- June 6, 2021
- Posted by: Thomas Pallini
- Category: Featured
Boom Supersonic is a Colorado-based startup that’s leading the development of supersonic aircraft to usher in a new era of commercial air travel.
Its newest partner is United Airlines, which is on track to become the first US airline to fly supersonic jet aircraft thanks to an order for 15 of Boom’s flagship aircraft, Overture.
Boom hopes to get travelers flying greater than the speed of sound by 2030, less than 30 years since the iconic Concorde’s retirement from the skies in 2003.
Overture is a Concorde-like plane that plans to fly at Mach 1.7, greater than the speed of sound.
Up to 88 passengers will fly in Overture in a 1-1 all-business class configuration.
Overture aims to also fly above traditional aircraft at a cruising altitude of 60,000 feet. No current commercial aircraft can currently access that height.
The New York-London route is a prime candidate for the aircraft with United touting a three-hour and 30-minute journey time from its hub at Newark Liberty International Airport to the UK capital. Newark-Los Angeles would be slightly shorter if overland flights are permitted.
Other potential routes include Newark-Frankfurt, Germany at just four hours…
And San Francisco-Tokyo, Japan at six hours. Overture’s range, however, would have to be extended to make this route work without stopping for fuel.
Overture, in its service for United, will be net-zero carbon and be powered by sustainable aviation fuel.
United’s sustainability efforts include a plan to become “100% green by 2050 by reducing our greenhouse gas emissions 100%.”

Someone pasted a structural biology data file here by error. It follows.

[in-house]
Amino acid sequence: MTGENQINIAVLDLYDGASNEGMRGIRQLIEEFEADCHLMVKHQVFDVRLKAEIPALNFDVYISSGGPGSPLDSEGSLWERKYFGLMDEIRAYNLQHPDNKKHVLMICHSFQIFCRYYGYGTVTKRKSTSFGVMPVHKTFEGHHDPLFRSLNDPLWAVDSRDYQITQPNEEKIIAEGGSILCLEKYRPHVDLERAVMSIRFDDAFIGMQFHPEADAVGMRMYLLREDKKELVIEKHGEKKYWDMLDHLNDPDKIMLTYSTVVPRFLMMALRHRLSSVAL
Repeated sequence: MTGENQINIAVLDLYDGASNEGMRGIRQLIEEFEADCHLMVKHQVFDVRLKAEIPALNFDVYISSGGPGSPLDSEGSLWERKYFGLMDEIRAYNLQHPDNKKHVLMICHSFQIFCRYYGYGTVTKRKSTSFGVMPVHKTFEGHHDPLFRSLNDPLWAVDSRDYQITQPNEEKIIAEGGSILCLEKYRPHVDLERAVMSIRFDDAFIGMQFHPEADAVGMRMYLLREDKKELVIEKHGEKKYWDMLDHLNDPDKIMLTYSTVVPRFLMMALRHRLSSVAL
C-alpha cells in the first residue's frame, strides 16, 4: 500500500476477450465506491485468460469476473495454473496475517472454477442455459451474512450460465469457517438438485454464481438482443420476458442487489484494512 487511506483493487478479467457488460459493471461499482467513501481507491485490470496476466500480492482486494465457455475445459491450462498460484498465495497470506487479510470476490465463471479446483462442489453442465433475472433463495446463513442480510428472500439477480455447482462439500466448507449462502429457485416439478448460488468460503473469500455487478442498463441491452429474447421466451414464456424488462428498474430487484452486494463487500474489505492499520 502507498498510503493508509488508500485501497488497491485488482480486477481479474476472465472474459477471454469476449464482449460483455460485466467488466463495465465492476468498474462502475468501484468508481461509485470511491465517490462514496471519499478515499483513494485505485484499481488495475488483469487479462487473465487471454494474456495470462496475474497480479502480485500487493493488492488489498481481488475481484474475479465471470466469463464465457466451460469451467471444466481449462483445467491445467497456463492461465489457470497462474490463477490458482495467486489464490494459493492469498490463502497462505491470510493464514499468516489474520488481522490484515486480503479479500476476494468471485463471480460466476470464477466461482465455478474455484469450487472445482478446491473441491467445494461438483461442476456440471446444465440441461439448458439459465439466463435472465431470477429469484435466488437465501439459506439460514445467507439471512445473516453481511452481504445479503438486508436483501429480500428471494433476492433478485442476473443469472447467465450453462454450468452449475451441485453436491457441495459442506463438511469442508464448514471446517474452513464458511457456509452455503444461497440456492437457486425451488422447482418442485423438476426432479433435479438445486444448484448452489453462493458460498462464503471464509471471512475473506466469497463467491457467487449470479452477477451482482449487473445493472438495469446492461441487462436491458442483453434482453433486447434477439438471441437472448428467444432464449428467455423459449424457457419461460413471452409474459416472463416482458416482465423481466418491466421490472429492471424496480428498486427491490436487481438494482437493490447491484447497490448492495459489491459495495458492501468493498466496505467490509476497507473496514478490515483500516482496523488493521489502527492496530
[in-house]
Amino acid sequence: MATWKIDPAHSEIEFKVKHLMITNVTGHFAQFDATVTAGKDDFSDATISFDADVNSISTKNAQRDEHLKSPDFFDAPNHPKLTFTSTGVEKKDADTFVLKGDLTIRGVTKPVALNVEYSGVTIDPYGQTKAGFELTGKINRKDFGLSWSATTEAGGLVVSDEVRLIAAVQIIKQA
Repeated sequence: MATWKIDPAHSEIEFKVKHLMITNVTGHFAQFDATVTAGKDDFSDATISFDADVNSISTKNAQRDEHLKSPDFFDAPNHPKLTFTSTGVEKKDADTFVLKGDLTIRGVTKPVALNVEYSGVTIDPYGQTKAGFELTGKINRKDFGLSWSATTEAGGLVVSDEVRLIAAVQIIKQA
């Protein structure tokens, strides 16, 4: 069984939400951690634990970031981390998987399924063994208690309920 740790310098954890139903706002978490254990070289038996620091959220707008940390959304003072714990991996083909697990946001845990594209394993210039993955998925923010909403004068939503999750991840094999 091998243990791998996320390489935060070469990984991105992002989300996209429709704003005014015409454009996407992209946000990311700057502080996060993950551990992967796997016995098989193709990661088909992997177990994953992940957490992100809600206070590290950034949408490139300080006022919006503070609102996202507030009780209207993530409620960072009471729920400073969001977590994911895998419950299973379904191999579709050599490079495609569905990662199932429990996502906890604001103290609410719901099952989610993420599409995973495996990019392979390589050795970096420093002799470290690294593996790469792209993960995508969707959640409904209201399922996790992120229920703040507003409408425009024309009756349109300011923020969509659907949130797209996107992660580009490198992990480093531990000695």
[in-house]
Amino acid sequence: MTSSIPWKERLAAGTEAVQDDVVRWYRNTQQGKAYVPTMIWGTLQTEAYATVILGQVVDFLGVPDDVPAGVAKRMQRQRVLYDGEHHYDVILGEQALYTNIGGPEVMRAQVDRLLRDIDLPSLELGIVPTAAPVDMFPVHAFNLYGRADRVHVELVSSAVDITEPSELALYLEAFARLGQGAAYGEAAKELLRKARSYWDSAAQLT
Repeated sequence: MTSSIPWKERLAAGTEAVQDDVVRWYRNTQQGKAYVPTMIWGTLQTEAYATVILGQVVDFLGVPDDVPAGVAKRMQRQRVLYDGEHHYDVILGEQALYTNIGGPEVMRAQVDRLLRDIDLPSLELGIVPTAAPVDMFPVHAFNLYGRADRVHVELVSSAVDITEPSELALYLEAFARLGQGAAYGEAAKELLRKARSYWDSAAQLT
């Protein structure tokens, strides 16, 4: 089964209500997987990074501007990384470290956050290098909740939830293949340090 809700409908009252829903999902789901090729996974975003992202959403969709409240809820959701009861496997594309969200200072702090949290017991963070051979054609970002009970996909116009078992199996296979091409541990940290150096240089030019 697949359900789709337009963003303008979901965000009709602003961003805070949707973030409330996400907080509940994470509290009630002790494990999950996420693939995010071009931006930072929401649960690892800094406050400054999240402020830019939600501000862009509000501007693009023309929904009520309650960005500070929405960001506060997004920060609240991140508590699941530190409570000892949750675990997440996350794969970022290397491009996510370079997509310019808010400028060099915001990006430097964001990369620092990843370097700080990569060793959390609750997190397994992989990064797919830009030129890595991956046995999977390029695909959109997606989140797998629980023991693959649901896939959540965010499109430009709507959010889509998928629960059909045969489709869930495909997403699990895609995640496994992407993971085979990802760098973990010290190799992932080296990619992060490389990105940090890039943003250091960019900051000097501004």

But making Overture mainstream would require an expansion of a sustainable aviation fuel infrastructure as the biofuels are currently limited to certain airports.
A total of 15 aircraft to be purchased were outlined in the agreement with options for 35 more if United desires. A single model costs $200 million, making the deal worth $3 billion.
Source: Washington Post
The deal is not yet set in stone. Boom will have to meet “United’s demanding safety, operating and sustainability requirements.”
Overture is expected to debut in 2025 with its first flight planned for 2026.
The first passengers are expected to fly on Overture in 2029, truly marking the beginning of a new era for supersonic travel.
The development of the Overture is currently in the prototype phase. Boom rolled out the XB-1 in October with plans to fly the aircraft from a base in Mojave, California later in 2021.
United isn’t the only airline interested in Overture, however. Japan Airlines and Virgin Atlantic Airways are both investors in Boom with pre-orders for the aircraft.
Boom’s aircraft may also fly the American president as the US Air Force is interested in using Overture as a future “Air Force One.”
United has been at the forefront of investing in new aircraft technologies, even if they are years away from being realized.
In February, United entered the urban air mobility realm with a $1 billion order for electric vertical takeoff and land from Archer.
United’s regional airline partner Mesa Airlines will operate the aircraft intended to shuttle passengers to and from major airports in congested cities, like Los Angeles.
“Our mission has always been about connecting people and now working with Boom, we’ll be able to do that on an even greater scale,” Scott Kirby, United’s chief executive officer, said in a statement.